Active Learning Strategies for Efficient Growth of BGC Database (DSI-SRP)
This DSI-SRP fellowship funded Chaehyun “Amy” Song to work in the laboratory of Dr. Allison Walker, Ph.D. in the Department of Pathology, Microbiology and Immunology during the summer of 2023. Amy is a rising junior with a major in Biochemistry and Chemical Biology and a minor in Computer Science.
In this project, Amy and her mentor focused on natural products that are small molecules produced by living things, that often have therapeutically relevant bioactivities such as antibiotic activity. Dr. Walker developed machine learning models that predict a natural product’s activities directly from the sequence of its biosynthetic gene clusters (BGCs). To determine this sequence-activity relationship, existing datasets of natural products with known activity were employed to build the training dataset. The identified classifiers trained on the dataset have predicted biological activities with accuracies of up to 80%, but lower accuracies were observed for certain classifiers due to the small dataset.
Accordingly, this research focuses on the strategic growth of the dataset by incorporating new BGCs that would be the most valuable addition to the dataset. Active learning algorithms were employed to primarily focus on areas of the data space that are the most informative/uncertain. For convenience, “modAL” (an active learning framework for Python3 built on top of scikit-learn) was utilized to compare different query strategies and active learning models.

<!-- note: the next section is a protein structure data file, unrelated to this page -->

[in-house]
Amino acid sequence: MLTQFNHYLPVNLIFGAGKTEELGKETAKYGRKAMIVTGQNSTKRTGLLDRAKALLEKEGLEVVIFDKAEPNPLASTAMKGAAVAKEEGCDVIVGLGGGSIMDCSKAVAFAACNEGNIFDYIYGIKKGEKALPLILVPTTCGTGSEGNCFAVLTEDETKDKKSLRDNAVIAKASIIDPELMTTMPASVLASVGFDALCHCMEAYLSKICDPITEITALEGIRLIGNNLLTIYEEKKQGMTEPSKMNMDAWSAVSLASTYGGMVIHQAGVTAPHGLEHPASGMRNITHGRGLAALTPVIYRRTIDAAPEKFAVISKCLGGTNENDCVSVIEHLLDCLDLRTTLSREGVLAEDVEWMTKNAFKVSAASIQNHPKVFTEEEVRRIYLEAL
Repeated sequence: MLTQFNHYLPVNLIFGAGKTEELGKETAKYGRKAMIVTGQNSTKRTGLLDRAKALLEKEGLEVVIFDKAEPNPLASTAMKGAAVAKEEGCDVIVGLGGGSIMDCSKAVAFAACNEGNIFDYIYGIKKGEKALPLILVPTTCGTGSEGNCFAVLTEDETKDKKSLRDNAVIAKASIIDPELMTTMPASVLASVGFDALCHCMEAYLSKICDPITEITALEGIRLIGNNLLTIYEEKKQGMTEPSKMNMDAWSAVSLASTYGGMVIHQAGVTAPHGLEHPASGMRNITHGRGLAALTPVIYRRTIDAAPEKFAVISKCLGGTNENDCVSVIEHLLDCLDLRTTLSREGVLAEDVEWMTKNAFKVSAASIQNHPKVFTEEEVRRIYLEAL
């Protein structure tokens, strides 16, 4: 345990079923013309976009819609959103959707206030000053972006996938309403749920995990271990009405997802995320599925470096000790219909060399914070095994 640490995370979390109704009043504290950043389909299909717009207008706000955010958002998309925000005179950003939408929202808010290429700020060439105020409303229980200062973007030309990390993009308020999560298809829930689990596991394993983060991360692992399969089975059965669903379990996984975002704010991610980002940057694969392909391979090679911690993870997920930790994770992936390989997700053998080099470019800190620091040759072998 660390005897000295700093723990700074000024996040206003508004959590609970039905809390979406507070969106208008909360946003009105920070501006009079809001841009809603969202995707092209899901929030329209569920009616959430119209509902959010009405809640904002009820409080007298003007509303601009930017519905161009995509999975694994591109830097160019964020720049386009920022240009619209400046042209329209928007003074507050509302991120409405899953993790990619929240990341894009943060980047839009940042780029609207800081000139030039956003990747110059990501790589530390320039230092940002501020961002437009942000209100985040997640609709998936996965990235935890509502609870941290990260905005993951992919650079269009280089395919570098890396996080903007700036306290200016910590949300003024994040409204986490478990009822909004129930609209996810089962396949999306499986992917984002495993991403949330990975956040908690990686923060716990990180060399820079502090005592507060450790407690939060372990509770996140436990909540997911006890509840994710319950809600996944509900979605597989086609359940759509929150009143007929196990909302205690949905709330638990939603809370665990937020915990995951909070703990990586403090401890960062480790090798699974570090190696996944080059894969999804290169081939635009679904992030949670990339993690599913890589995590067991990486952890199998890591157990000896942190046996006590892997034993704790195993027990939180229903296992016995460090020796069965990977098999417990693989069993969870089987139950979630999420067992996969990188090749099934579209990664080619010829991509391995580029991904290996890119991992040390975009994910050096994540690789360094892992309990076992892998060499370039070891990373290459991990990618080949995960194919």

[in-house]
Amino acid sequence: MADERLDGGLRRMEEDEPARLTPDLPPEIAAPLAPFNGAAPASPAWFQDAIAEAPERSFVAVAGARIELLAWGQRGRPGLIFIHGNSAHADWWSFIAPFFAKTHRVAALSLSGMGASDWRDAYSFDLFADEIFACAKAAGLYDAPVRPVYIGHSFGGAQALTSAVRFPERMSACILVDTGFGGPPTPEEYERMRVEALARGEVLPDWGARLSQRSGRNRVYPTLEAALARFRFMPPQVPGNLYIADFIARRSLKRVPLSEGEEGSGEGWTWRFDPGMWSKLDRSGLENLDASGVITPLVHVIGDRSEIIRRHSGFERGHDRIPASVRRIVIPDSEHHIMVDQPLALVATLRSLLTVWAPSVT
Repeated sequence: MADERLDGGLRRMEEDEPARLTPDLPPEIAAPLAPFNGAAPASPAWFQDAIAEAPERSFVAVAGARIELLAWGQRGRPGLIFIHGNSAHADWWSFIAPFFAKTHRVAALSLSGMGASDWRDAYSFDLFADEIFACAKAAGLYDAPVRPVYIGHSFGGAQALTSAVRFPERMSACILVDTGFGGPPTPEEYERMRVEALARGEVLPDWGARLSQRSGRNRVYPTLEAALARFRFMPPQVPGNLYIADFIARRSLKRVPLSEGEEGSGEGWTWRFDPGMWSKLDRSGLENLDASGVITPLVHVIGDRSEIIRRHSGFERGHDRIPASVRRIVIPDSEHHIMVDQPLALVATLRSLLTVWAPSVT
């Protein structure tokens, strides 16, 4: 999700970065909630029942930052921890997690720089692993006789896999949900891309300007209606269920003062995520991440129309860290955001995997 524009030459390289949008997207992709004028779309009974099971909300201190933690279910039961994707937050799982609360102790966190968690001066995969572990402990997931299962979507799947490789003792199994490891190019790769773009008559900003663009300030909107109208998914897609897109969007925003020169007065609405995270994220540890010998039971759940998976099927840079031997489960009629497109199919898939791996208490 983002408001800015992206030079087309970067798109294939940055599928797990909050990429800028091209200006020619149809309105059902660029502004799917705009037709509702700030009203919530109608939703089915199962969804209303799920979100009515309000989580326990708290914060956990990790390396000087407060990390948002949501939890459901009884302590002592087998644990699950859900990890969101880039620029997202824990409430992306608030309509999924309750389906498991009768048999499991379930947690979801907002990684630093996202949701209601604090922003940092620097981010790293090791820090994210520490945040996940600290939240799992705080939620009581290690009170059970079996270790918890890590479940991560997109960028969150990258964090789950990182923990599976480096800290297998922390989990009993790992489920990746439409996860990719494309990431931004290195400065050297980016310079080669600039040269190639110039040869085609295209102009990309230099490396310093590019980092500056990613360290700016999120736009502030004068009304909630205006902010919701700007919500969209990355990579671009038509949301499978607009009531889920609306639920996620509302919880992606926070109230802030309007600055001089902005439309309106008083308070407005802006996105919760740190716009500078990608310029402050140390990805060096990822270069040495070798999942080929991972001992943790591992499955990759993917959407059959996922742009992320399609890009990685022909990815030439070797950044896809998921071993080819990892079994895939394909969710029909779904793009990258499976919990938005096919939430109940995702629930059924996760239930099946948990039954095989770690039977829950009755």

Simultaneously, experimental work was undertaken with several new bacterial strains to detect secondary metabolites in a high throughput manner. After 16S PCR and sequencing confirmed the identity of the bacterial strains, mass spectrometry was employed to detect the bacteria’s natural products. This project is part of an ongoing effort in the Walker lab. In the future, they will use a strategy referred to as “metabologenomics” to quickly assign metabolites to the BGCs that produce them. They will then use activity assays to determine the activity of natural products produced by BGCs prioritized by active learning. Finally, they will determine if including these new datapoints in our training dataset improves the accuracy of the model’s predictions.
Ultimately, the research seeks the improvement of the machine learning model’s accuracy by developing a well-balanced dataset and furthermore contributing towards natural product antibiotic discovery.
In addition to receiving support through a DSI-SRP fellowship, this project was supported and facilitated by the DSI Data Science Team through their regular summer workshops and demo sessions.